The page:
So where are sins forgiven?  Some can be forgiven through prayer, attending Mass, blessing oneself with Holy Water.  The mortal, or serious sins require confession to a Priest, who acts in Christ's place to absolve us (assuming we're of the correct disposition...feeling genuinely sorry for what we have done and wishing not to sin again).  Sins are all forgiven here.

Whether or not the Church makes everything fun a sin...that is for another day.


Anonymous said...

When Catholics or ex-Catholics refer to "Catholic guilt", they can mean a variety of things.

Those of us older ex-Catholics may use the term to refer to what we were taught as children. We were taught we are inherently bad, dirty, sinful by nature. The term especially refers to sex -- sex is bad, women are dirty, women are a necessary evil. Enjoying sex with your husband is wrong, bad, dirty. And so on.

When you're raised like that, you are filled with a sense of revulsion and guilt about your own body, about your relationship with your husband, etc.

It's not that you're doing anything that _ought_ to make you feel guilty. It's that you've been made to feel guilty for things no one should feel that way about.

Just because this hasn't been _your_ experience as a Catholic doesn't mean it wasn't someone else's.

I think teaching your daughter to be insensitive to what others may be feeling and judging them based on her misunderstanding of what they mean, or her interpretation of what they mean only perpetuates the problem.

Next time, why not use a moment like that to teach her not to be such a smug, holier-than-thou little Pharisee, eh? We've had enough of that from Catholics already.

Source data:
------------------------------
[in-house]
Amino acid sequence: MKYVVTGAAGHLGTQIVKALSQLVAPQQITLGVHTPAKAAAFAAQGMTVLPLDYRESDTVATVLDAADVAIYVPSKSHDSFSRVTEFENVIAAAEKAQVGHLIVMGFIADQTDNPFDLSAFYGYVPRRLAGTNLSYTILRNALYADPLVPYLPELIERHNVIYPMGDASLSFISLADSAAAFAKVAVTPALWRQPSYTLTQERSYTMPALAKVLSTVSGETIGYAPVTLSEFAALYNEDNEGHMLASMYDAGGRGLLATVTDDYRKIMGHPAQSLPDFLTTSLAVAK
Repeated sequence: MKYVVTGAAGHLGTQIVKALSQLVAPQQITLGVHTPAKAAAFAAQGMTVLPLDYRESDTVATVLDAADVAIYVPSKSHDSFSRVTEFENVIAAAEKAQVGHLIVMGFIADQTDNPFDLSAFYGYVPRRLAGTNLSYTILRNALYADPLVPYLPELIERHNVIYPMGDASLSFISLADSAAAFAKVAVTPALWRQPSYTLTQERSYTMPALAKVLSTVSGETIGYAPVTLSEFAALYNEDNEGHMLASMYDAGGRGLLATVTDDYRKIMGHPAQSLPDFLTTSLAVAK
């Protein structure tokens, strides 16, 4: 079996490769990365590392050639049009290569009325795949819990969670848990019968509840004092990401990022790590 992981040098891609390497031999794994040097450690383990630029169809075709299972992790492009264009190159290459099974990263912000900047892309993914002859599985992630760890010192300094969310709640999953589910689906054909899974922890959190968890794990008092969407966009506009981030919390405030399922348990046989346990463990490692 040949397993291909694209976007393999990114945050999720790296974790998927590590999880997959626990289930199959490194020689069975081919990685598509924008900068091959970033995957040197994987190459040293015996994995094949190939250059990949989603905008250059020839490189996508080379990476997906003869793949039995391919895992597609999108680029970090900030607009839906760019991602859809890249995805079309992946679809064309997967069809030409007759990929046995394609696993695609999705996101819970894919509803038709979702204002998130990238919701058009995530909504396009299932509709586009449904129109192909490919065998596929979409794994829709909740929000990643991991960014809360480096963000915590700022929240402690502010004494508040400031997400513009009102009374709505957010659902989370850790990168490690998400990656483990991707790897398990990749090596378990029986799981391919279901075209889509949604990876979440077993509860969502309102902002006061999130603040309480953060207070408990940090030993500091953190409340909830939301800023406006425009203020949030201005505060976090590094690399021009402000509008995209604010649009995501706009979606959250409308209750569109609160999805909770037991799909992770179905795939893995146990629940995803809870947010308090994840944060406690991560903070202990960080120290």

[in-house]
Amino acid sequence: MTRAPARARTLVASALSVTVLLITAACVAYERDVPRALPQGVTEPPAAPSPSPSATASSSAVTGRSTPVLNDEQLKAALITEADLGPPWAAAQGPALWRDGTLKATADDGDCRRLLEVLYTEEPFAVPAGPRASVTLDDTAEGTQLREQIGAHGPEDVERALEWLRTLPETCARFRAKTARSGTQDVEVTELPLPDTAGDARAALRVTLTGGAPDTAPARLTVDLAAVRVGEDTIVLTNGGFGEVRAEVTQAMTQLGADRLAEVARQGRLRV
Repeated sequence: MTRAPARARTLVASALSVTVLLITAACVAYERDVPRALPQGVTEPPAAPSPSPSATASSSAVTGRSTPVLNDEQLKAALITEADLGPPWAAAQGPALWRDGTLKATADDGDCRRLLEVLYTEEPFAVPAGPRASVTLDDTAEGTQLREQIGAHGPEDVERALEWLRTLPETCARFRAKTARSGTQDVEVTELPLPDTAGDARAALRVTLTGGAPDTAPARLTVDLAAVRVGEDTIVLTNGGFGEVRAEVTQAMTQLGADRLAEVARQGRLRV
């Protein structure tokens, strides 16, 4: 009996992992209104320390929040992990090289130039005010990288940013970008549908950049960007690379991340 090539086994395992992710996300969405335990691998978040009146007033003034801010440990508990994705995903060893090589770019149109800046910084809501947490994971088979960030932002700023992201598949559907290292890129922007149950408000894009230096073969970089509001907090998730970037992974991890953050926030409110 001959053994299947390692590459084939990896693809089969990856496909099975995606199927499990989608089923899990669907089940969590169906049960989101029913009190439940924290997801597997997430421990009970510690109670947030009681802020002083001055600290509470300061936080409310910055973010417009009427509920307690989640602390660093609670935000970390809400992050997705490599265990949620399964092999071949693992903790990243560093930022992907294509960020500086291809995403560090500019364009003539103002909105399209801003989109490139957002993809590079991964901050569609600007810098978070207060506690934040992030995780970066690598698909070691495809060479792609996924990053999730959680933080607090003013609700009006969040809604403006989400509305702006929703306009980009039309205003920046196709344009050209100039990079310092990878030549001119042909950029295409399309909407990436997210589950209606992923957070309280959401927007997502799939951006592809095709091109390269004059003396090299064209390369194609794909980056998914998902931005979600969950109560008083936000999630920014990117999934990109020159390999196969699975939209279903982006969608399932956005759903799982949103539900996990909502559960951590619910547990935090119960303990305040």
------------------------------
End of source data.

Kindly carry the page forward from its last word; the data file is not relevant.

JP said...

First off, as a catechist myself, allow me to apologize for the poor "Catholic" teaching you received.

I am well aware of what has been taught in the name of Catholicism. There has been much bunk generated over the years. It is actually interesting to note that the 'body is dirty' type of catechetics actually had its main proponent in Puritanism! It is a great shame that the Catholics perpetuated this line of thought, particularly as it had been declared heretical several times in Church history. But I know that unofficially the teaching did persist.

I received a fair bit bunk myself, although it was more of the insipid hearts-and-flowers catechetics. Either way, it encouraged people to leave the Church and endangered their souls, and perhaps their psyches as well.

The merchant mentioned is the same age I am. I can't know absolutely what he was taught, but I may have an idea.

Thing is, guilt is not what the Church teaches. That guilt exists is inarguable, but it's not Church teaching.

My daughter is not insensitive...most of the time. But she is observant and knows as well as I do that guilt is often used as an excuse for leaving the Church.